I have found it difficult, when looking at any two species, to avoid picturing to my- self forms directly intermediate between them. But this is a wholly false view; we should always look for forms intermediate between each species and a common but unknown progenitor; and the progenitor will generally have differed in some re- spects from all its modified descendents.19 Darwin was conscious of the necessity of replacing the simultaneity of vision by diachrony, by a succession of antecedents enabling him to visualize causal- ity. He was convinced that the multiplicity of the innumerable variety of inter- mediate species existed. He claimed several times that our lack of knowledge of these species was due only to the imperfection of geological records. Darwin’s eye works much like the cinematic apparatus, creating an illusion of move- ment (of evolution) on the basis of a logically constructed chain composed from inductively construed intermediate stages (in the development of each species). His is a true inductive cinema, similar to Kepler’s in which the imagi- nary continuity of an elliptic movement is created from inducted points in space. James Krasner describes Darwin’s vision as a presentation of forms ‘per- ceivable in a visual flicker like that which characterizes an empirical illusion.’20 According to Krasner, Darwin’s scientific approach is based on a specific opti- cal illusion stemming from a logical bridging of analogies:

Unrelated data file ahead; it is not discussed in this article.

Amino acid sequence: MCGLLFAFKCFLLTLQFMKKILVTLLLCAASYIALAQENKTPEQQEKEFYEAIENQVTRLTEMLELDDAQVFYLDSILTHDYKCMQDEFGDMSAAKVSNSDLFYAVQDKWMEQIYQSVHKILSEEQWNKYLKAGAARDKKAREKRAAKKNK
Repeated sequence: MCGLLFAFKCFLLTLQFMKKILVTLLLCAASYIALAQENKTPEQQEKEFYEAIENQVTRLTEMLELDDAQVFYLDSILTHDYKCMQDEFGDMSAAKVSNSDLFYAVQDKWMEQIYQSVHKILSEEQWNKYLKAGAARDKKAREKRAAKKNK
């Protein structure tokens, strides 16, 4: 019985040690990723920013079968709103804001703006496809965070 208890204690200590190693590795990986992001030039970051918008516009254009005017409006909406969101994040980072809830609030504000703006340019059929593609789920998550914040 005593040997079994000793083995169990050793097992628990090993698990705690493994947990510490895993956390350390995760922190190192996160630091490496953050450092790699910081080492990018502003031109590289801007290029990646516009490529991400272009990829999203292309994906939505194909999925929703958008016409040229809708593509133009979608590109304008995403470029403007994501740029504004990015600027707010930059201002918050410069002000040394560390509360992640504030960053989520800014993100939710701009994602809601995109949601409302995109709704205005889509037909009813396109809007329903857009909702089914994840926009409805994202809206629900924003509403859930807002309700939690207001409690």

Darwin’s [reader] conceives of it [natural history] as a set of optical illusions–ase- ries of minute variations on visual forms recombined in an inchoate visual field ... Darwin creates a way of representing nature in which the reader’s ravished eye im- ages forms extended in neither time or space, but condensed into and blossoming analogically out from the single organic form. This new way of seeing can best be called evolutionary vision.21 The Logic of an Illusion 41

In his discussion of Kepler’s method, Mill was moving toward an understand- ing of logic as an unconscious working of the mind, almost conflating reason- ing with empiricist ‘perceptual judgments.’ Peirce coined a special term to define this kind of induction based not on experimental checking but on guessing – abduction or retroduction.22 The mere understanding of visual impressions de- pends, according to Peirce, on abduction: